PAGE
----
NEW YORK (TheStreet) -- Jet, the prominent African-American magazine, is again ahead of its peers by announcing it will transition to an all-digital format later this year.
The magazine, which is credited for bringing the civil rights movement into the American consciousness, said on Wednesday that it will no longer publish a regular print edition.
Johnson Publishing Company, the magazine's publisher, said the move to a digital format will start in June, and be available by delivery through the magazine's Web site or through its paid subscription app.
Last year, Jet reduced its publication schedule from a weekly release to a digest-size magazine every three weeks to cut costs. Now, however, the magazine plans to move back to a weekly release schedule in its digital format.
Linda Johnson Rice, chairwoman of Johnson Publishing and daughter of the magazine's founder, John Johnson, told The New York Times, "Almost 63 years ago, my father, John Johnson, named the publication Jet because, as he said in the first issue, 'In the world today, everything is moving faster. There is more news and far less time to read it.' She continued, "He could not have spoken truer words. We are not saying goodbye to Jet, we are embracing the future as my father did in 1951."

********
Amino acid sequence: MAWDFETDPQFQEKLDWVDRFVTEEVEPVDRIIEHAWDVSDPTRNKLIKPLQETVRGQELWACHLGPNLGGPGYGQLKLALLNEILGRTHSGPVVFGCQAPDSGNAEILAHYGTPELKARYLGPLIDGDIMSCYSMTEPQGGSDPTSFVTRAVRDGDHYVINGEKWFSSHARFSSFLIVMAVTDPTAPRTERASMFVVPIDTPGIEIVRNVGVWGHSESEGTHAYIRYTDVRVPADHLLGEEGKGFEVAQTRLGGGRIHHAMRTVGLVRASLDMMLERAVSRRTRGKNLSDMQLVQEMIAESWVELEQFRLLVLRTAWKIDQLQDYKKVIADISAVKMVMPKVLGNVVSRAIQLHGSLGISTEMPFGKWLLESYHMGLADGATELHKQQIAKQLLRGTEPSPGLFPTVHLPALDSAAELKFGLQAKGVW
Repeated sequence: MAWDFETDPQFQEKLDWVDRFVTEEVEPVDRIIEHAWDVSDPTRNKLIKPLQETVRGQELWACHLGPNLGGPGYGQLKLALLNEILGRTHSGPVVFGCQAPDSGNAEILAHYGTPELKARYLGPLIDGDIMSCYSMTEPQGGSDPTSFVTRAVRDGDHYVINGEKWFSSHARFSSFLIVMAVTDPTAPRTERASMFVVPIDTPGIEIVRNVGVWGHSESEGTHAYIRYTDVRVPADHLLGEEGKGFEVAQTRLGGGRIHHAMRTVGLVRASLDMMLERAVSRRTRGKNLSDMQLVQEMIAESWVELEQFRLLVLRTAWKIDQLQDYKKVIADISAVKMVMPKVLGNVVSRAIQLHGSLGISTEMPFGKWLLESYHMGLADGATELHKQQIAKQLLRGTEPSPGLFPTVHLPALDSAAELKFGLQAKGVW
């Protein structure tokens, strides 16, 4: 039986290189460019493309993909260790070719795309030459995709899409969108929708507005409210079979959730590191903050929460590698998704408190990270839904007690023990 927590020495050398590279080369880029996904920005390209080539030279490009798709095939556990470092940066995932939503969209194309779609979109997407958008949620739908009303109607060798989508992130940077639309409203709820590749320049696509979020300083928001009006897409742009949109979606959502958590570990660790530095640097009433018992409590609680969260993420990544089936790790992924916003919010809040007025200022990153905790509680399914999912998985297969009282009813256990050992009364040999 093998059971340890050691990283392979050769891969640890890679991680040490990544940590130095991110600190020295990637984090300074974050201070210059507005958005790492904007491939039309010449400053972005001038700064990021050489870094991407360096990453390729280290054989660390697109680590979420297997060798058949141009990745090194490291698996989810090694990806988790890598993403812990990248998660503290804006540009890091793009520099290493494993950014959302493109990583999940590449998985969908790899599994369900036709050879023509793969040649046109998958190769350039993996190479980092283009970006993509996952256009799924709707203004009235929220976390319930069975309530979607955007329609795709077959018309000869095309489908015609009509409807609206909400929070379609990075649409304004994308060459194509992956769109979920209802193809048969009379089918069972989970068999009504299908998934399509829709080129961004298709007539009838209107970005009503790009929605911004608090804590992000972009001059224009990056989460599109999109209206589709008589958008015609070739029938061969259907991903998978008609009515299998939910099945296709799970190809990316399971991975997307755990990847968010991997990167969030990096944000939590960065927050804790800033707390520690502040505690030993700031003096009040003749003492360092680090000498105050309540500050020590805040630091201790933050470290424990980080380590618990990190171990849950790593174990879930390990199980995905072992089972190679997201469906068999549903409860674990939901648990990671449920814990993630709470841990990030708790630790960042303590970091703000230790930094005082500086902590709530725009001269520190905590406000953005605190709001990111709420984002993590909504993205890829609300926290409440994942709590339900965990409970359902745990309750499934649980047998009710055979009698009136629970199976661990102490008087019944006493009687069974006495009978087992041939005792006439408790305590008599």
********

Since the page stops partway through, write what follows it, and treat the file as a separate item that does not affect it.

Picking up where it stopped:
Similarly, the move may make sense demographically considering a large percentage of its readers consume content through digital sources.
For those who see the move to digital as a sort of regression by the magazine, they may not understand that Jet has always been a pioneer in the industry.
John Johnson started Jet in 1951, five years after Ebony. The magazine was specifically tasked as being more news-driven than Ebony, which took the tone of being more self help-centered.
The magazine had a meteoric rise in popularity in the mid-1950s when it earned the reputation for providing unwavering coverage of the civil rights movement.
When asked what the late Mr. Johnson would have thought of the transition to an all-digital format, Rogers told USA Today, "If Mr. Johnson were here, he would have said, 'What took you guys so long? '"
At the time of publication, the author had no position in any of the funds mentioned.
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